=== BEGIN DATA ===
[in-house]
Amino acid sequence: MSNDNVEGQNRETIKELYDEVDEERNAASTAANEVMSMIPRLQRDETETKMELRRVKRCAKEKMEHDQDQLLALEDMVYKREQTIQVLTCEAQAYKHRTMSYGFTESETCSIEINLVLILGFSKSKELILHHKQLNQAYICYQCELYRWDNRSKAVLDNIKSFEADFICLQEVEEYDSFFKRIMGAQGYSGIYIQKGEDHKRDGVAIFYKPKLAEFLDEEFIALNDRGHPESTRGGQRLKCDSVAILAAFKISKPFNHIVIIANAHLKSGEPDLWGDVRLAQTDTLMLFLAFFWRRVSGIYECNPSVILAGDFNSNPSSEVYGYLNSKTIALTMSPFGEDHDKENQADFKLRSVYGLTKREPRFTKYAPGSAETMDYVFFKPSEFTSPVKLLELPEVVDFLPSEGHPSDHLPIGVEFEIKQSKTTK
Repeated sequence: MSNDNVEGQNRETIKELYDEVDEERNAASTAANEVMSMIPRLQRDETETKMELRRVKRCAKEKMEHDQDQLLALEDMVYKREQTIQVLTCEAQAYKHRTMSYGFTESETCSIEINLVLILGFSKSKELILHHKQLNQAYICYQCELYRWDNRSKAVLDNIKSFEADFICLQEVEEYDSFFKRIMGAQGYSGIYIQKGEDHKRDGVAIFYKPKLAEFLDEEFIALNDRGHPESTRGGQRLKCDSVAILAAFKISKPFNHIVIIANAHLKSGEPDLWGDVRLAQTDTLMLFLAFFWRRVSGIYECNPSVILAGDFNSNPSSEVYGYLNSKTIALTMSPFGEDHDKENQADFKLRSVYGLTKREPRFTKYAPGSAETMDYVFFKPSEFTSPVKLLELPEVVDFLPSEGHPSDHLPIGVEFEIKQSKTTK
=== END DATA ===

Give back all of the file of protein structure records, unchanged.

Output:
[in-house]
Amino acid sequence: MSNDNVEGQNRETIKELYDEVDEERNAASTAANEVMSMIPRLQRDETETKMELRRVKRCAKEKMEHDQDQLLALEDMVYKREQTIQVLTCEAQAYKHRTMSYGFTESETCSIEINLVLILGFSKSKELILHHKQLNQAYICYQCELYRWDNRSKAVLDNIKSFEADFICLQEVEEYDSFFKRIMGAQGYSGIYIQKGEDHKRDGVAIFYKPKLAEFLDEEFIALNDRGHPESTRGGQRLKCDSVAILAAFKISKPFNHIVIIANAHLKSGEPDLWGDVRLAQTDTLMLFLAFFWRRVSGIYECNPSVILAGDFNSNPSSEVYGYLNSKTIALTMSPFGEDHDKENQADFKLRSVYGLTKREPRFTKYAPGSAETMDYVFFKPSEFTSPVKLLELPEVVDFLPSEGHPSDHLPIGVEFEIKQSKTTK
Repeated sequence: MSNDNVEGQNRETIKELYDEVDEERNAASTAANEVMSMIPRLQRDETETKMELRRVKRCAKEKMEHDQDQLLALEDMVYKREQTIQVLTCEAQAYKHRTMSYGFTESETCSIEINLVLILGFSKSKELILHHKQLNQAYICYQCELYRWDNRSKAVLDNIKSFEADFICLQEVEEYDSFFKRIMGAQGYSGIYIQKGEDHKRDGVAIFYKPKLAEFLDEEFIALNDRGHPESTRGGQRLKCDSVAILAAFKISKPFNHIVIIANAHLKSGEPDLWGDVRLAQTDTLMLFLAFFWRRVSGIYECNPSVILAGDFNSNPSSEVYGYLNSKTIALTMSPFGEDHDKENQADFKLRSVYGLTKREPRFTKYAPGSAETMDYVFFKPSEFTSPVKLLELPEVVDFLPSEGHPSDHLPIGVEFEIKQSKTTK